to be taught once a week and is intended to provide an introduction to personal
and social issues. Some schools were using it under the theme of personal
safety, others under a 'citizenship' theme, while other schools had a specific
road safety element into which Your Call became the main resource.
4.8 In the case study schools, the S1 and S2 pupils tended to
spend more time on road safety than older pupils, for whom road safety
education could be more ad-hoc. There were few examples of other road safety
materials being used; other than Crash Magnets (three schools mentioned Crash
Magnets); and the 'Safe Drive; Stay Alive' roadshows (three schools mentioned
their involvement in these events).
The resource was thought to fit well with Curriculum for
no question that Your Call fits with Curriculum for Excellence; it can be
tailored, and it's smart, so it fits with the philosophy of Curriculum for
Different age groups of pupils had spent varying amounts of time
dedicated to the Your Call resource. This was dependent on the school
timetable, and the allocated curriculum time to spend on road safety. Class
time varied from two lessons to four lessons spent on Your Call (one lesson a
week, over a number of weeks). One school had only used the resource once, in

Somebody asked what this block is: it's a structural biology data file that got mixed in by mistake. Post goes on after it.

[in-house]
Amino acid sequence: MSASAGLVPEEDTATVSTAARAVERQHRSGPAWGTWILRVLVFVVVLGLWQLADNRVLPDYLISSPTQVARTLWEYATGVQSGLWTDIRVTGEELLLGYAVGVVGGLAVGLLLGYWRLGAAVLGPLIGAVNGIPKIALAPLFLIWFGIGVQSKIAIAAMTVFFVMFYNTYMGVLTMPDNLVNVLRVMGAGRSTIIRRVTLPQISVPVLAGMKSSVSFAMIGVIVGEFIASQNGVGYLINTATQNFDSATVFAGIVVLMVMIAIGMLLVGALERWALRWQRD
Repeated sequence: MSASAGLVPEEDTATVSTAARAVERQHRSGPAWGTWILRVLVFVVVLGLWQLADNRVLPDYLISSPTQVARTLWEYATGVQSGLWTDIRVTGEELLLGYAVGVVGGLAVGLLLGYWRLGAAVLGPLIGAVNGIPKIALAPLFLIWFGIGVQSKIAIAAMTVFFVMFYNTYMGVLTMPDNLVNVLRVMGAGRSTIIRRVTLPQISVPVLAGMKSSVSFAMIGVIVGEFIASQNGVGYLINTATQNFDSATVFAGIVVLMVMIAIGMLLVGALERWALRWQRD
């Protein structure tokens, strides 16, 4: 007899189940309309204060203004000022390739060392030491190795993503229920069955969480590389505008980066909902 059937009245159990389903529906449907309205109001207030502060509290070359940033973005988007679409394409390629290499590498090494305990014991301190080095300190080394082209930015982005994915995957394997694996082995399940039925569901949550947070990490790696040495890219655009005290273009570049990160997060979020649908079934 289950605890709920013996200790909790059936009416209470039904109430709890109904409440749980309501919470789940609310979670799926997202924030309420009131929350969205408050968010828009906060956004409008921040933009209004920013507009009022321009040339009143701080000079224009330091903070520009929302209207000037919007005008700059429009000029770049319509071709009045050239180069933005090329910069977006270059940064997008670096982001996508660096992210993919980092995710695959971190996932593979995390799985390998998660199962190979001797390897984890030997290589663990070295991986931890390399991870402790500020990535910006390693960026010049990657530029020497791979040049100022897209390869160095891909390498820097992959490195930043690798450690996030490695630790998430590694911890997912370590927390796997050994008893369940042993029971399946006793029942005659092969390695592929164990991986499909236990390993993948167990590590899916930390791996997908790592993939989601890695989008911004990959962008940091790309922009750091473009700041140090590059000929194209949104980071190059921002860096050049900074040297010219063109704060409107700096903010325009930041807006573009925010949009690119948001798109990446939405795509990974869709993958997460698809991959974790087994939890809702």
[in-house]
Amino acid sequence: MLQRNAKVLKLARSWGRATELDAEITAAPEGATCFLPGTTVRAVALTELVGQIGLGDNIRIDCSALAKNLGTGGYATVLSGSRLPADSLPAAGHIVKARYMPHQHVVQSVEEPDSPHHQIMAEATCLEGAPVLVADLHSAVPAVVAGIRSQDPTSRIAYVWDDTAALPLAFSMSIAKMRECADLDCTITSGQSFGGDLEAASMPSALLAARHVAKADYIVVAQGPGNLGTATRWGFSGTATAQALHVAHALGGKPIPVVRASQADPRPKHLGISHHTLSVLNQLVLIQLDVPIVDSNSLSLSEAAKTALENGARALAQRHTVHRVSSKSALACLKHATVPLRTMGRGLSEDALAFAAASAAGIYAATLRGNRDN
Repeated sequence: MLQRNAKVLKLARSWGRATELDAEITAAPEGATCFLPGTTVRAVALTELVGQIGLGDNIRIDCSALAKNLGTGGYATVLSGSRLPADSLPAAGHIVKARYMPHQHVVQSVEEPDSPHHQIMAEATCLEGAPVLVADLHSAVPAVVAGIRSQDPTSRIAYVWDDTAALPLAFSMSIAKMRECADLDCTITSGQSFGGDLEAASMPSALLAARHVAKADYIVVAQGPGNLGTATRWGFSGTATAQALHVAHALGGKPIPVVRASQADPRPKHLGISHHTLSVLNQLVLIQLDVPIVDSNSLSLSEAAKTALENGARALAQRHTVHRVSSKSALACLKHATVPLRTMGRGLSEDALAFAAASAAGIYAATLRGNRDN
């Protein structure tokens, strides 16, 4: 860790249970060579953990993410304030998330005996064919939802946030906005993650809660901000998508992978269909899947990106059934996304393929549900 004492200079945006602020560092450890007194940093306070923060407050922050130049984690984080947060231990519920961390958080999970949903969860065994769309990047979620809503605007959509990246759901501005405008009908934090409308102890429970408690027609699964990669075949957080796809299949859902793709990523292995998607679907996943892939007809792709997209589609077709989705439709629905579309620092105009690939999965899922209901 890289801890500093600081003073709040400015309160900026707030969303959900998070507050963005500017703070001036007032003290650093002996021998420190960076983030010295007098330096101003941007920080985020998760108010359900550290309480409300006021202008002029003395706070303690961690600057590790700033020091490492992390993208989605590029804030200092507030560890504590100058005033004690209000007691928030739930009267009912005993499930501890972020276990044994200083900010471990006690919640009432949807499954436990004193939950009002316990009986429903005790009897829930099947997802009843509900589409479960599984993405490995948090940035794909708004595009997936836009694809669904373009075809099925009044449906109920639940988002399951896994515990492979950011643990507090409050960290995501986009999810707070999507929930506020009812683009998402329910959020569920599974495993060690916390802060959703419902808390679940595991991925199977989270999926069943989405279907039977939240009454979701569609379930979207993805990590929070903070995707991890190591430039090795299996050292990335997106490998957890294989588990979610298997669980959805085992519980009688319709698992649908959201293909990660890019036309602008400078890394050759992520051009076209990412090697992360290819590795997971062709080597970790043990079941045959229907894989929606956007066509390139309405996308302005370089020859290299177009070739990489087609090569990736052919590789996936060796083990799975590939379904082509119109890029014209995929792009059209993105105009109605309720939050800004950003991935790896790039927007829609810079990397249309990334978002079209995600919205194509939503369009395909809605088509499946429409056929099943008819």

the weeks previous to the fieldwork visit. This was as a direct result of a
road safety incident at the school.
Schools also differed in the time of year in which the resource
was timetabled into the PSE curriculum. Some schools preferred to teach Your
Call during the start of the school year in late summer, while other schools
incorporated it during May, towards the end of term. One school offered the
resource to pupils firstly in September and then spent one class period doing a
'recap' in May before the summer holidays. This school felt that the summer
holidays were the time that pupils were more likely to get into an accident on
use the resource in August, just at the start of the new term. Their travel
routine changes as they move from primary school and many are now travelling on
public transport or walking a distance."
Delivery of Your Call resource
4.12 In nine of
our case study schools, the PSE class teacher delivered the resource to the
pupils. In one school, the resource was delivered slightly differently. S6
pupils delivered Your Call to S1 classes as part of a peer support programme.
pupils volunteer to become peer supporters and work with the class teacher to
develop a lesson plan and activities for the class, based largely on the
teacher notes contained within Your Call. Some of the S6 pupils had also
introduced their own activities, such as poster-making to their classroom